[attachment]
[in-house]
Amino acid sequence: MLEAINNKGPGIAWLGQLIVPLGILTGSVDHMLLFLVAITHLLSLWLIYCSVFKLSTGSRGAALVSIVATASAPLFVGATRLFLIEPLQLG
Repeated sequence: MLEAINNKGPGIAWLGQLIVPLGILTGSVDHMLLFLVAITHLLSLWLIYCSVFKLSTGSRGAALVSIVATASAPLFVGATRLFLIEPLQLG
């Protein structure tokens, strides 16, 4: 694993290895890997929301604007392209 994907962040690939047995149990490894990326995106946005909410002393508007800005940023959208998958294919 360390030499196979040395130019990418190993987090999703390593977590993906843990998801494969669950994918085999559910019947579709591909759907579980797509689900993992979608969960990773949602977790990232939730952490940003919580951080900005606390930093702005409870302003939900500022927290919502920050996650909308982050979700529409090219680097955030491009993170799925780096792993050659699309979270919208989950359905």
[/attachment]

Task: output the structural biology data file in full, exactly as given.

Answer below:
[in-house]
Amino acid sequence: MLEAINNKGPGIAWLGQLIVPLGILTGSVDHMLLFLVAITHLLSLWLIYCSVFKLSTGSRGAALVSIVATASAPLFVGATRLFLIEPLQLG
Repeated sequence: MLEAINNKGPGIAWLGQLIVPLGILTGSVDHMLLFLVAITHLLSLWLIYCSVFKLSTGSRGAALVSIVATASAPLFVGATRLFLIEPLQLG
């Protein structure tokens, strides 16, 4: 694993290895890997929301604007392209 994907962040690939047995149990490894990326995106946005909410002393508007800005940023959208998958294919 360390030499196979040395130019990418190993987090999703390593977590993906843990998801494969669950994918085999559910019947579709591909759907579980797509689900993992979608969960990773949602977790990232939730952490940003919580951080900005606390930093702005409870302003939900500022927290919502920050996650909308982050979700529409090219680097955030491009993170799925780096792993050659699309979270919208989950359905």